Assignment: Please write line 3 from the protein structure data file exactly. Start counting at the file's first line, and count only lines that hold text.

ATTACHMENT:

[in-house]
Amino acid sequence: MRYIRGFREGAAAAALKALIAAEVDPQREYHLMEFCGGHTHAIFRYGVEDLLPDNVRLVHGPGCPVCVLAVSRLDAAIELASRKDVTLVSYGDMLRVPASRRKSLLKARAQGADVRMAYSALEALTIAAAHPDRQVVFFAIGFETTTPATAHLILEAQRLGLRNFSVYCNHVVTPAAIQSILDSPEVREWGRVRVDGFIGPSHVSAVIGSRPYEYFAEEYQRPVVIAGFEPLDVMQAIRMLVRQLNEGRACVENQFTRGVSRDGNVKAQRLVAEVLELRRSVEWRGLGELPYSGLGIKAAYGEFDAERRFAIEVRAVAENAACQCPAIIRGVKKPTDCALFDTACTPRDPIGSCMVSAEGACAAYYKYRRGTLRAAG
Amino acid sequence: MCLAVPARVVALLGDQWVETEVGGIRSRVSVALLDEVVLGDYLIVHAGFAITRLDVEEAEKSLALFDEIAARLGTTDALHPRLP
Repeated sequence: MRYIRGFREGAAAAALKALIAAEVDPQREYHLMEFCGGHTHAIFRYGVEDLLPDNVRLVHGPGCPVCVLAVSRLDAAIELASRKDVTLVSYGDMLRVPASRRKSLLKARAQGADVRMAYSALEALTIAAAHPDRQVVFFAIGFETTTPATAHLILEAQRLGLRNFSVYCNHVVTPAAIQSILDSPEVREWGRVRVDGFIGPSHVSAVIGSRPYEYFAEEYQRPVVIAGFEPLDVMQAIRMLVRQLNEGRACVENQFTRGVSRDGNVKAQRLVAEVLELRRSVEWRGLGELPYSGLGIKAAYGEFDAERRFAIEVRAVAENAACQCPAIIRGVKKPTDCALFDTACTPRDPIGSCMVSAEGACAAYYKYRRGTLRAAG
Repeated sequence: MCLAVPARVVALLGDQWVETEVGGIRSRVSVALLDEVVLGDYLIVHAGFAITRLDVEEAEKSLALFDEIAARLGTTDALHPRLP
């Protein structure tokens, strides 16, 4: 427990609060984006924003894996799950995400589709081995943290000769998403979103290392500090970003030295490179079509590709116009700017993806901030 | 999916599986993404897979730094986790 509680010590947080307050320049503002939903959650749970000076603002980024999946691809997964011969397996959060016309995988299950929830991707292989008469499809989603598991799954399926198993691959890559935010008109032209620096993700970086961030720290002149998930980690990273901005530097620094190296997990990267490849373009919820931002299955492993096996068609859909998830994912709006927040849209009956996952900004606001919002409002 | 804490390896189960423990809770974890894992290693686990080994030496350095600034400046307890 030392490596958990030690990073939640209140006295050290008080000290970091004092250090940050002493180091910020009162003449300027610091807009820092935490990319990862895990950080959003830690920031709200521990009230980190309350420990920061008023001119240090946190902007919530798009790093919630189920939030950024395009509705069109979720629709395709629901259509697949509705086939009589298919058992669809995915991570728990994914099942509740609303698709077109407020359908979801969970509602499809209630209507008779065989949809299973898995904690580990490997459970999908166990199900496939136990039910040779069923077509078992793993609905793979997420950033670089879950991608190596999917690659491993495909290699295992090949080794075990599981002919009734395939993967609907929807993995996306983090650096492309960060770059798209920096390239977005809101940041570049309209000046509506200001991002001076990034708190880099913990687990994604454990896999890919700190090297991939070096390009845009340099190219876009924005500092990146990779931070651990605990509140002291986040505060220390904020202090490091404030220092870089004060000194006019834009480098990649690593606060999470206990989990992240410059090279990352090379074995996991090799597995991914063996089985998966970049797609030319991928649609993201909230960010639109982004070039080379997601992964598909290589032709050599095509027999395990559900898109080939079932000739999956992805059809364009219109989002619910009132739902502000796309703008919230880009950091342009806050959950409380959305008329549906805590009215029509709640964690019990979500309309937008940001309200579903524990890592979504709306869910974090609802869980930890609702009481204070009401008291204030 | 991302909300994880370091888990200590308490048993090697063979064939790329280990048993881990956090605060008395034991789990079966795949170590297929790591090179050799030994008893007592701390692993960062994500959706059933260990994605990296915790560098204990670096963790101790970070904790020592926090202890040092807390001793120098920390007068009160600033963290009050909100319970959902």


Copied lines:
Amino acid sequence: MCLAVPARVVALLGDQWVETEVGGIRSRVSVALLDEVVLGDYLIVHAGFAITRLDVEEAEKSLALFDEIAARLGTTDALHPRLP